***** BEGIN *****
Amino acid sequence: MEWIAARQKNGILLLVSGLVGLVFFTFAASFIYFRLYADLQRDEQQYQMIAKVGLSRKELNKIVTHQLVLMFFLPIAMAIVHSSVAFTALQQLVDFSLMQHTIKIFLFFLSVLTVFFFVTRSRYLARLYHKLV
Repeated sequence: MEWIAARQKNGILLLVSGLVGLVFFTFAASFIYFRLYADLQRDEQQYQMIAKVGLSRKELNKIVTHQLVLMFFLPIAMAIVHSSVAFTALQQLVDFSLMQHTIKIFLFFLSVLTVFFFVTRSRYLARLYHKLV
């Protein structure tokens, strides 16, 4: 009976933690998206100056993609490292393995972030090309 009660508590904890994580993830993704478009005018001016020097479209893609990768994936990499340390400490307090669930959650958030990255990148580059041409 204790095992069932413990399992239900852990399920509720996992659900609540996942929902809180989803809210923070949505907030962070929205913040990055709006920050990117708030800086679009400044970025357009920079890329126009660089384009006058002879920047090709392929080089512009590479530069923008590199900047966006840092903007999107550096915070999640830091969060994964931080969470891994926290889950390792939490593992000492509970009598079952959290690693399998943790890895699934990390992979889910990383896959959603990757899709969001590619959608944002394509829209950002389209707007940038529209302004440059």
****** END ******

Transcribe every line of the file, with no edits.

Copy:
Amino acid sequence: MEWIAARQKNGILLLVSGLVGLVFFTFAASFIYFRLYADLQRDEQQYQMIAKVGLSRKELNKIVTHQLVLMFFLPIAMAIVHSSVAFTALQQLVDFSLMQHTIKIFLFFLSVLTVFFFVTRSRYLARLYHKLV
Repeated sequence: MEWIAARQKNGILLLVSGLVGLVFFTFAASFIYFRLYADLQRDEQQYQMIAKVGLSRKELNKIVTHQLVLMFFLPIAMAIVHSSVAFTALQQLVDFSLMQHTIKIFLFFLSVLTVFFFVTRSRYLARLYHKLV
């Protein structure tokens, strides 16, 4: 009976933690998206100056993609490292393995972030090309 009660508590904890994580993830993704478009005018001016020097479209893609990768994936990499340390400490307090669930959650958030990255990148580059041409 204790095992069932413990399992239900852990399920509720996992659900609540996942929902809180989803809210923070949505907030962070929205913040990055709006920050990117708030800086679009400044970025357009920079890329126009660089384009006058002879920047090709392929080089512009590479530069923008590199900047966006840092903007999107550096915070999640830091969060994964931080969470891994926290889950390792939490593992000492509970009598079952959290690693399998943790890895699934990390992979889910990383896959959603990757899709969001590619959608944002394509829209950002389209707007940038529209302004440059």